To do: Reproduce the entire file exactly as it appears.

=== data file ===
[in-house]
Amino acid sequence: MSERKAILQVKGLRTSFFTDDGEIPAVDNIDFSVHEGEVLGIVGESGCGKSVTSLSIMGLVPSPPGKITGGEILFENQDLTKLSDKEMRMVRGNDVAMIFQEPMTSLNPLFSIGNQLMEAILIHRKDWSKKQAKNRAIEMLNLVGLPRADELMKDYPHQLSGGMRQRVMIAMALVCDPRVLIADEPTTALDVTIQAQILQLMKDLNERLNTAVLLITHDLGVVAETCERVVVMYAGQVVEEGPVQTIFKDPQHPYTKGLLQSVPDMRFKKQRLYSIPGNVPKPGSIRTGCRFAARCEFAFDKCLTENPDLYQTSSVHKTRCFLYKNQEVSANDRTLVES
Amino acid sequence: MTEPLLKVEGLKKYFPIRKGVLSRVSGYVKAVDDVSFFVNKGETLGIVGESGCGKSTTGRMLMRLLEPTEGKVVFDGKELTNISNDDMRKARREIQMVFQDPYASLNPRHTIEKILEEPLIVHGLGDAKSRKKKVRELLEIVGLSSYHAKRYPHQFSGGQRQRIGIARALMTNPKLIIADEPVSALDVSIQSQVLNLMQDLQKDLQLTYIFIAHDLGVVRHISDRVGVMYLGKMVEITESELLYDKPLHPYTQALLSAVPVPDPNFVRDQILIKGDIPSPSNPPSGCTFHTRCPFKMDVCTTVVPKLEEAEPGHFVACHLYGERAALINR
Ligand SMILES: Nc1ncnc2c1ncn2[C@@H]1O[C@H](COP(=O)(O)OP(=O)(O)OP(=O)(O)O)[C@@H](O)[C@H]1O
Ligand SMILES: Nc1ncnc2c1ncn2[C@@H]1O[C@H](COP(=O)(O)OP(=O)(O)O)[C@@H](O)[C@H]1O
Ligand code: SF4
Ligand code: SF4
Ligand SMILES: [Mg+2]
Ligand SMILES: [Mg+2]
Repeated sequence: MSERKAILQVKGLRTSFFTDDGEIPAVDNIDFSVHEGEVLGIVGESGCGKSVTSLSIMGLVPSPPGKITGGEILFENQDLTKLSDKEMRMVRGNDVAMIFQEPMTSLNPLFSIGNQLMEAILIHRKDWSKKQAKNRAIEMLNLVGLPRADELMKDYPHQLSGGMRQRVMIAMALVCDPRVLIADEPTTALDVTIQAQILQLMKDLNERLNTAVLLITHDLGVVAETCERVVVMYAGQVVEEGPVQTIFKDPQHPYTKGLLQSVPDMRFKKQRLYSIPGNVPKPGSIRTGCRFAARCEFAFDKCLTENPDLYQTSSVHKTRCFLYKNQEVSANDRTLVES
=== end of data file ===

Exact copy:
[in-house]
Amino acid sequence: MSERKAILQVKGLRTSFFTDDGEIPAVDNIDFSVHEGEVLGIVGESGCGKSVTSLSIMGLVPSPPGKITGGEILFENQDLTKLSDKEMRMVRGNDVAMIFQEPMTSLNPLFSIGNQLMEAILIHRKDWSKKQAKNRAIEMLNLVGLPRADELMKDYPHQLSGGMRQRVMIAMALVCDPRVLIADEPTTALDVTIQAQILQLMKDLNERLNTAVLLITHDLGVVAETCERVVVMYAGQVVEEGPVQTIFKDPQHPYTKGLLQSVPDMRFKKQRLYSIPGNVPKPGSIRTGCRFAARCEFAFDKCLTENPDLYQTSSVHKTRCFLYKNQEVSANDRTLVES
Amino acid sequence: MTEPLLKVEGLKKYFPIRKGVLSRVSGYVKAVDDVSFFVNKGETLGIVGESGCGKSTTGRMLMRLLEPTEGKVVFDGKELTNISNDDMRKARREIQMVFQDPYASLNPRHTIEKILEEPLIVHGLGDAKSRKKKVRELLEIVGLSSYHAKRYPHQFSGGQRQRIGIARALMTNPKLIIADEPVSALDVSIQSQVLNLMQDLQKDLQLTYIFIAHDLGVVRHISDRVGVMYLGKMVEITESELLYDKPLHPYTQALLSAVPVPDPNFVRDQILIKGDIPSPSNPPSGCTFHTRCPFKMDVCTTVVPKLEEAEPGHFVACHLYGERAALINR
Ligand SMILES: Nc1ncnc2c1ncn2[C@@H]1O[C@H](COP(=O)(O)OP(=O)(O)OP(=O)(O)O)[C@@H](O)[C@H]1O
Ligand SMILES: Nc1ncnc2c1ncn2[C@@H]1O[C@H](COP(=O)(O)OP(=O)(O)O)[C@@H](O)[C@H]1O
Ligand code: SF4
Ligand code: SF4
Ligand SMILES: [Mg+2]
Ligand SMILES: [Mg+2]
Repeated sequence: MSERKAILQVKGLRTSFFTDDGEIPAVDNIDFSVHEGEVLGIVGESGCGKSVTSLSIMGLVPSPPGKITGGEILFENQDLTKLSDKEMRMVRGNDVAMIFQEPMTSLNPLFSIGNQLMEAILIHRKDWSKKQAKNRAIEMLNLVGLPRADELMKDYPHQLSGGMRQRVMIAMALVCDPRVLIADEPTTALDVTIQAQILQLMKDLNERLNTAVLLITHDLGVVAETCERVVVMYAGQVVEEGPVQTIFKDPQHPYTKGLLQSVPDMRFKKQRLYSIPGNVPKPGSIRTGCRFAARCEFAFDKCLTENPDLYQTSSVHKTRCFLYKNQEVSANDRTLVES